An interpreter at Rosa Health Center helped 55-year-old patient Griselda Vasquez, a native of Guatemala, describe her experiences. Vasquez’s husband lost his life to COVID-19 last year.
“It’s been very hard for her and her family. They don’t want to go through something like that again. That’s why when the vaccine came out, they immediately got vaccinated because they’re afraid. They got vaccinated for protection. They don’t want to live with a mask for the rest of their lives,” the interpreter said.
When people ask her about getting vaccinated, Vasquez encourages them to do so.
“A lot of people ask her why do I have to get vaccinated, and she explains that it’s important to protect themselves. Then they tell her there’s a lot of bad media about the vaccine, and she says, ‘Well, if that were true, a lot of more people would be dead, and she would be dead because she’s vaccinated.’ So she tries to encourage people to get vaccinated and see that not everything in the media is true,” the interpreter said.
Vasquez also recognizes the importance of routine checkups. Many in the Latino community are hesitant, especially women.
“There are a lot of different hidden towns or hidden villages that don’t show the women the importance of health care. So that when they are presented with this that they’ve never seen before. They get resistant to that until they learn that it’s necessary to keep you healthy,” she said through an interpreter.
Vasquez knows that firsthand, She benefited from a routine Pap smear that found fibroids and a routine mammogram through which a cyst was discovered.
Peri, the Rosa Health Center doctor, provided a larger perspective on the vaccine and how ideology in the United States differed from other countries.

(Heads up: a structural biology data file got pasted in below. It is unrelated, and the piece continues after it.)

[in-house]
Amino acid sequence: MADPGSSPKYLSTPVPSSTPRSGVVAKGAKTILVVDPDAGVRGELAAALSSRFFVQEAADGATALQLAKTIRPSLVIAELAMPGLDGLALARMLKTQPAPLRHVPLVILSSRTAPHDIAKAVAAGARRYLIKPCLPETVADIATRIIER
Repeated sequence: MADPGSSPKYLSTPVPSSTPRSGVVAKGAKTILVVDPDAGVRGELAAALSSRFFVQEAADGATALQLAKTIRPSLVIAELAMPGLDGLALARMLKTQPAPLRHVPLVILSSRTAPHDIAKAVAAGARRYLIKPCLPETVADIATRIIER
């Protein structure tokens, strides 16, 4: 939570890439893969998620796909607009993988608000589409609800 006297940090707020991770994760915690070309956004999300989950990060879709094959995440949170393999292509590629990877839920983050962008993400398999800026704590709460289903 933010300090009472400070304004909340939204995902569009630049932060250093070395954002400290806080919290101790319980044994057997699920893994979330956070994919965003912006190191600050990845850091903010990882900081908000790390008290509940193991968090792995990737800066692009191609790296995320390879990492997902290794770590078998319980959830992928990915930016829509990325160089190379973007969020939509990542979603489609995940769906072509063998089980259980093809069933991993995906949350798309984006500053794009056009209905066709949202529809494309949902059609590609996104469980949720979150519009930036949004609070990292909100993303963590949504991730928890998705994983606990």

“I originally came from India, and in India thousands of people were dying and they did not have access to the vaccine as easily here. In this country, the government made sure there was a vaccine for every single person. The fact that there were a lot of people who didn’t want it, it’s hard for me to understand,” Peri said.
Currently, health care centers in Delaware are trying to engage the community about getting vaccinated. Rosa is working on a vaccine awareness video for the public, with people in the community who have been affected by COVID-19 offering their testimonials on the importance of vaccination.
“As a state, as a country, [it’s essential] to hang together to say, ‘All right, let’s do this and get vaccinated,’” Peri said. “And then you stop the virus dead. If everyone got vaccinated in the whole country in the next month, we would stop COVID dead in its tracks, and no one else would have to die.”
State Division of Public Health Director Rattay said the goal is to follow that up with other outreach.
“We’ve got to get back to some of our normal, routine health screenings and chronic care management approaches that are impacting people, and quite likely, our minority populations more, so that outreach isn’t just limited to COVID testing and vaccines.”
This article was produced with the support of a grant from the Delaware Community Foundation. For more information, visit https://www.delcf.org/journalism/
There are several health care organizations in Sussex County that aim to serve residents who speak Spanish or languages other than English. They include:
La Red, http://www.laredhealthcenter.org/, (302) 855-1233
– 21 W. Clarke Ave., Milford;
– 300 High St., Seaford;
– 21444 Carmean Way, Georgetown.
Rosa Healthcare Center, http://www.rosahealthcenter.org/, (302) 858-4381
– 10 N. Front St., Georgetown.